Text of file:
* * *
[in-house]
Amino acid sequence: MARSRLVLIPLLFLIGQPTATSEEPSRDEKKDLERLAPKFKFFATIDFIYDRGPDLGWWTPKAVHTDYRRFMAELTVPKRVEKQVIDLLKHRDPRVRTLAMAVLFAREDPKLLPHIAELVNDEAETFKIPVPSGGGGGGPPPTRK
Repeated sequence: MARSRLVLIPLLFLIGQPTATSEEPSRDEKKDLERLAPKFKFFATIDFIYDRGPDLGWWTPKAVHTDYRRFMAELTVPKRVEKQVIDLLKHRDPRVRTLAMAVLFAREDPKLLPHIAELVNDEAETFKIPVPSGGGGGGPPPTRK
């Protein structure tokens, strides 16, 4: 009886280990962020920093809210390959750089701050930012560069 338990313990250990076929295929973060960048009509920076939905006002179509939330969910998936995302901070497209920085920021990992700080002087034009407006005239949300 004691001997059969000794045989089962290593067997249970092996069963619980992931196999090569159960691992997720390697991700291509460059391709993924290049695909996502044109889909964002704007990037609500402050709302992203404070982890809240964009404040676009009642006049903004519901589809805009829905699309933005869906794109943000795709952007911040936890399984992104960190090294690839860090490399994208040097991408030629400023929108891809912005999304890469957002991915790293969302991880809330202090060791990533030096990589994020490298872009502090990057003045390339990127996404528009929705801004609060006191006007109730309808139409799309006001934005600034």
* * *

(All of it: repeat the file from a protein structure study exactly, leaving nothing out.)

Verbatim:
[in-house]
Amino acid sequence: MARSRLVLIPLLFLIGQPTATSEEPSRDEKKDLERLAPKFKFFATIDFIYDRGPDLGWWTPKAVHTDYRRFMAELTVPKRVEKQVIDLLKHRDPRVRTLAMAVLFAREDPKLLPHIAELVNDEAETFKIPVPSGGGGGGPPPTRK
Repeated sequence: MARSRLVLIPLLFLIGQPTATSEEPSRDEKKDLERLAPKFKFFATIDFIYDRGPDLGWWTPKAVHTDYRRFMAELTVPKRVEKQVIDLLKHRDPRVRTLAMAVLFAREDPKLLPHIAELVNDEAETFKIPVPSGGGGGGPPPTRK
């Protein structure tokens, strides 16, 4: 009886280990962020920093809210390959750089701050930012560069 338990313990250990076929295929973060960048009509920076939905006002179509939330969910998936995302901070497209920085920021990992700080002087034009407006005239949300 004691001997059969000794045989089962290593067997249970092996069963619980992931196999090569159960691992997720390697991700291509460059391709993924290049695909996502044109889909964002704007990037609500402050709302992203404070982890809240964009404040676009009642006049903004519901589809805009829905699309933005869906794109943000795709952007911040936890399984992104960190090294690839860090490399994208040097991408030629400023929108891809912005999304890469957002991915790293969302991880809330202090060791990533030096990589994020490298872009502090990057003045390339990127996404528009929705801004609060006191006007109730309808139409799309006001934005600034």